Human embryos reportedly edited for first time in the US using CRISPR
The scientists effectively corrected disease-causing genes
For the first time, scientists in the US have successfully edited the DNA of viable human embryos using the powerful gene-editing tool CRISPR, according to a report by MITTechnology Review. Gaining the ability to edit human DNA is the first step toward one day allowing scientists to prevent babies from being born with incurable diseases or disabilities. But further success with this kind of research is likely to raise the heated discussion on the ethical implications of genetically altering human embryos.
The research — which has yet to be published — was led by Shoukhrat Mitalipov of Oregon Health and Science University. It involved editing a “large number” of viable embryos and effectively correcting disease-causing genes, according to MIT Technology Review. (It’s unclear exactly how many embryos were edited, or which genes.) The embryos were developed for only a few days and were not implanted. Without implantation, embryos cannot develop into babies.
Human embryos have been edited with CRISPR before, only in China. In the US, this kind of research is much more controversial: there’s even a ban on using National Institutes of Health funding for research using gene-editing technologies in human embryos. In February, however, a committee created by the National Academy of Sciences and the National Academy of Medicine endorsed the use of genetic engineering on human embryoswhen there isn’t a “reasonable alternative” available, and only to eliminate serious diseases.
There are many concerns around genetically engineering humans. CRISPR is a very precise gene-editing tool, but it can sometimes lead to editing errors. So some fear that small mistakes could lead to permanent problems in the human gene pool. There are also ethical concerns: bioethicists fear that gene-editing will lead to a world where parents will be able to customize their own “designer baby,” complete with specific traits.
These “super-baby” concerns could be worked out easily, says Arthur Caplan, a bioethicist at New York University. “If you don’t want eugenics, you just draw a line and stop there,” Caplan tells The Verge. Scientists and bioethicists should agree on rules on what should and should not be done, and then make sure that editors of scientific journals enforce them. Research into how to create designer babies should not be published. Or you could have the National Academy of Sciences work with industry and Congress to lay out a review committee and permit funding.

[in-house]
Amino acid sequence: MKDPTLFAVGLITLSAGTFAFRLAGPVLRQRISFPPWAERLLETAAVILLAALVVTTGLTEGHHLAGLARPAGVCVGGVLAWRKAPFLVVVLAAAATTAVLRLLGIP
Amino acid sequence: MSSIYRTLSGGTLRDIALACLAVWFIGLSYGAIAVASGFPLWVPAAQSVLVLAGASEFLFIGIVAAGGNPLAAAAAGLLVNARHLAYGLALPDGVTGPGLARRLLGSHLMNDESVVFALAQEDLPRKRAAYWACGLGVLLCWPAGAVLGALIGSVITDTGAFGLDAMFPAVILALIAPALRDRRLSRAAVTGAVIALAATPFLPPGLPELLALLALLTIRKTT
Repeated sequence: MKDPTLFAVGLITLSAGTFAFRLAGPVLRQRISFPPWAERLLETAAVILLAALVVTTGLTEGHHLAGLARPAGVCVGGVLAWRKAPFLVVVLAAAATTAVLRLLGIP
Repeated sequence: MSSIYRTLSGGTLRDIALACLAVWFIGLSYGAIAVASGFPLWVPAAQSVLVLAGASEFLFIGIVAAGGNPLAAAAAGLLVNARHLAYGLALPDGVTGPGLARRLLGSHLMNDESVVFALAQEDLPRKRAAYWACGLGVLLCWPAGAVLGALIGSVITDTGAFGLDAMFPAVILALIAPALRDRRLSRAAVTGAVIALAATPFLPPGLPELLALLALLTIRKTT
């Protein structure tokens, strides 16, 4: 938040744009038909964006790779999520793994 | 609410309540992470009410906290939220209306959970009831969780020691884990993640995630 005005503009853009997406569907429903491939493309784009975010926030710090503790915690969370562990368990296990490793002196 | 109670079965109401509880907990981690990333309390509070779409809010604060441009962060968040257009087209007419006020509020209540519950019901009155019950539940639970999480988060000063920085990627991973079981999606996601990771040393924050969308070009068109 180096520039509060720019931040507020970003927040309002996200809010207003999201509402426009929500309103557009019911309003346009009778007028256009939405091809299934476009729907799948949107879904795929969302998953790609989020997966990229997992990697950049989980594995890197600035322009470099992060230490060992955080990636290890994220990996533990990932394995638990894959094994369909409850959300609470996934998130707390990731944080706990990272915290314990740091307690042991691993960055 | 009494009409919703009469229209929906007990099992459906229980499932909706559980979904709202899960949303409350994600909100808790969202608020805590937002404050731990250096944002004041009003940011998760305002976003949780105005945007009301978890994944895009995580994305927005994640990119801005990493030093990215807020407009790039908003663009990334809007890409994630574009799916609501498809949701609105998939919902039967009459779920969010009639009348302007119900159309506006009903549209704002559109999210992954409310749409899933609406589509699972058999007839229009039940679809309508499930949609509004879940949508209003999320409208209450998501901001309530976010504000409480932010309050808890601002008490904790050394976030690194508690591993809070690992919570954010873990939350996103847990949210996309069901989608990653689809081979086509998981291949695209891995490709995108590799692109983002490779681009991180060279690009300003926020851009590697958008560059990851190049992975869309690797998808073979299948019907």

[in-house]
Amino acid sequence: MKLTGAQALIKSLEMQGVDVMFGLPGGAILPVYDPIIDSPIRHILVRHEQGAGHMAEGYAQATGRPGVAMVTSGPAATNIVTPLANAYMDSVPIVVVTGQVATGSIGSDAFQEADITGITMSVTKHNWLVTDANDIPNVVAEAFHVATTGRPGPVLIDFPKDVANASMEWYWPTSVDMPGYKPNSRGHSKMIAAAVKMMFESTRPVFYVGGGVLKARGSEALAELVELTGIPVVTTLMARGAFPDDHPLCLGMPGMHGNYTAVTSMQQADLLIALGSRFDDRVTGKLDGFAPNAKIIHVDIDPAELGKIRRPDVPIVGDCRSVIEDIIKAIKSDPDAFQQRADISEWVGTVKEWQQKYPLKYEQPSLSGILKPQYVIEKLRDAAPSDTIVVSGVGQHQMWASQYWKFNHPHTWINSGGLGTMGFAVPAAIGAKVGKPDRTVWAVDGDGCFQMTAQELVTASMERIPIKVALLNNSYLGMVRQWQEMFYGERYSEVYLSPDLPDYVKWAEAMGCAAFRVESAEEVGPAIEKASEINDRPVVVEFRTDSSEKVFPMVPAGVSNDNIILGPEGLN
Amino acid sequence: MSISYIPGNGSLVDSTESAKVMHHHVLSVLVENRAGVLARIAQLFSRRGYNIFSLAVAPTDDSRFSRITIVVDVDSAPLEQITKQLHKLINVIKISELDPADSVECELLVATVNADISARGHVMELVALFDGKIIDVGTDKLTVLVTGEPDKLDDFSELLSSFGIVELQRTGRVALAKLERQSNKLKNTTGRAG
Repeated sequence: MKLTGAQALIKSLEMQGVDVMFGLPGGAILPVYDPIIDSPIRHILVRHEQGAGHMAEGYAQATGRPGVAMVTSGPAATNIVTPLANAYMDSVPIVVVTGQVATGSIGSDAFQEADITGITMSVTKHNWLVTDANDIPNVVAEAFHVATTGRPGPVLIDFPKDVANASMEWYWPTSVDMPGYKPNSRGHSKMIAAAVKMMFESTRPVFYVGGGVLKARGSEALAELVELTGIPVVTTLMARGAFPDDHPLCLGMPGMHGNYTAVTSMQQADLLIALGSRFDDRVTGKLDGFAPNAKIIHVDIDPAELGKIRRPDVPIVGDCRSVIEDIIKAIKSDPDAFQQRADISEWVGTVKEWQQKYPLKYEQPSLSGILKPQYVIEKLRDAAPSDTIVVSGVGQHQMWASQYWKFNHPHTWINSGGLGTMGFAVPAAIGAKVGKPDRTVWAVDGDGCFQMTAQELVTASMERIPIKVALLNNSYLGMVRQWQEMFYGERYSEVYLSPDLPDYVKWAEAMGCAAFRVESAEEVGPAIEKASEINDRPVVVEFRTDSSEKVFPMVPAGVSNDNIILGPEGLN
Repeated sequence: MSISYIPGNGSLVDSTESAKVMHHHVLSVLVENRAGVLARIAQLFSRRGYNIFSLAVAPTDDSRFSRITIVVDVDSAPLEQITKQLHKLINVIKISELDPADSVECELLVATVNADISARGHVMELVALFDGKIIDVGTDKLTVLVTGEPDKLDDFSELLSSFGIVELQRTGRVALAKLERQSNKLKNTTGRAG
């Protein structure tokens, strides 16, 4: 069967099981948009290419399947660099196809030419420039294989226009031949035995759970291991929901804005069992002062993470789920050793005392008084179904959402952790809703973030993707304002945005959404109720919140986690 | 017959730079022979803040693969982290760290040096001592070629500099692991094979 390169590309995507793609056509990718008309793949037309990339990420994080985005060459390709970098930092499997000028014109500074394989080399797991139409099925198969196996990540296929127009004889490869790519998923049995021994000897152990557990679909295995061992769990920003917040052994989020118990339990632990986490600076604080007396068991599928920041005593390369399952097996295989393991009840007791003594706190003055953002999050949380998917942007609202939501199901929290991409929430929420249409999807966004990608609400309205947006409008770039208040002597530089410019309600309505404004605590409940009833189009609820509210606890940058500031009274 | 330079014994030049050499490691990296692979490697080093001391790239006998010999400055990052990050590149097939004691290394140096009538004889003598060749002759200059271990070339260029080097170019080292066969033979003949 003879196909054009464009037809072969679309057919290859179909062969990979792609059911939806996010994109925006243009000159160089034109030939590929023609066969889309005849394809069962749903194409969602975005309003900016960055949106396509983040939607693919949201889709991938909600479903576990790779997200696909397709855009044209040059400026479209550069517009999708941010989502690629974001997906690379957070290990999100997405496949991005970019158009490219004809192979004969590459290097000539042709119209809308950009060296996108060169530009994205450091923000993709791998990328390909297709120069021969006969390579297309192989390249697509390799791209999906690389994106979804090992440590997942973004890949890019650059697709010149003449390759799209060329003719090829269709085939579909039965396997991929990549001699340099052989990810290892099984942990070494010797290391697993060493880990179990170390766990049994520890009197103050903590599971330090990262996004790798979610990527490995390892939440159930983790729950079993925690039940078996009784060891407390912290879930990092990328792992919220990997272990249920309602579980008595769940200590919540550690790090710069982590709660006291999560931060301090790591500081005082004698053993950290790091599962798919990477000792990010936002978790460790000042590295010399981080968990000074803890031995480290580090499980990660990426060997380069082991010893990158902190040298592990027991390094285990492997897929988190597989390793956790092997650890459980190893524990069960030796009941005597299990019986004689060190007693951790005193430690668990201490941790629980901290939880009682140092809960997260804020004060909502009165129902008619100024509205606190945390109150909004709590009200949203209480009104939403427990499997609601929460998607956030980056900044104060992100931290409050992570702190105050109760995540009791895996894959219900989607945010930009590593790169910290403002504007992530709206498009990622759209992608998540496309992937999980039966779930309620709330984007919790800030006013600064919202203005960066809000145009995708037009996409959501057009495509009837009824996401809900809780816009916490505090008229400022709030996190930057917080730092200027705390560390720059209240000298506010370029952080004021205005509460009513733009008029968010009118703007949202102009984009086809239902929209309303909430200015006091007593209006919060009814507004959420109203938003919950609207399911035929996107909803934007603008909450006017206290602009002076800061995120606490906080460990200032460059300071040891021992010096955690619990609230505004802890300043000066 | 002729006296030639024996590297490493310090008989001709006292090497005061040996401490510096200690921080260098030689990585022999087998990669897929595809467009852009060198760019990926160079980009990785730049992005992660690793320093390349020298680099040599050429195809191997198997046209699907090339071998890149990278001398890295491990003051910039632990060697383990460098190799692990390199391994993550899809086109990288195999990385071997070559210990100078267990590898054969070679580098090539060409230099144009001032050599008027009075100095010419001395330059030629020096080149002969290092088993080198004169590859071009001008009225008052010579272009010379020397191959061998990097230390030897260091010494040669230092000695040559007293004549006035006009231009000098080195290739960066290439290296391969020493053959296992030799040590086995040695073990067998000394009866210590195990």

“If America were to take the lead both in terms of working with journals, working with private foundations, with patient groups, and working with state and federal government, I think you’d get collaboration for the rest of the world,” Caplan says.
Engineered humans are still far away into the future. But Mitalipov’s research is getting us closer: he and his team were able to edit the embryos precisely, with “very few” editing errors, according to STAT. They also avoided another problem: in experiments in China, the desired DNA changes were picked up only by some cells, not all the cells of an embryo — an effect called mosaicism. That makes gene-editing unsafe. But Mitalipov was able to “significantly” reduce mosaicism, according to MIT Technology Review.
Some in the field questioned just how groundbreaking the research is. Hank Greely, a law professor and bioethicist at Stanford University, tweeted that the real breakthrough will be when someone actually implants the human embryos, so they can develop into human beings.
HELLO! Chinese already did this. 1st Chinese study was non-viable but since published viable. NO ONE HAS TRIED TO IMPLANT. That’s key point https://twitter.com/JasonUkman/status/890370090293755904 …
Regardless, the research shows just how far gene editing has come — and makes the prospect of engineered, disease-free humans more science fact than science fiction.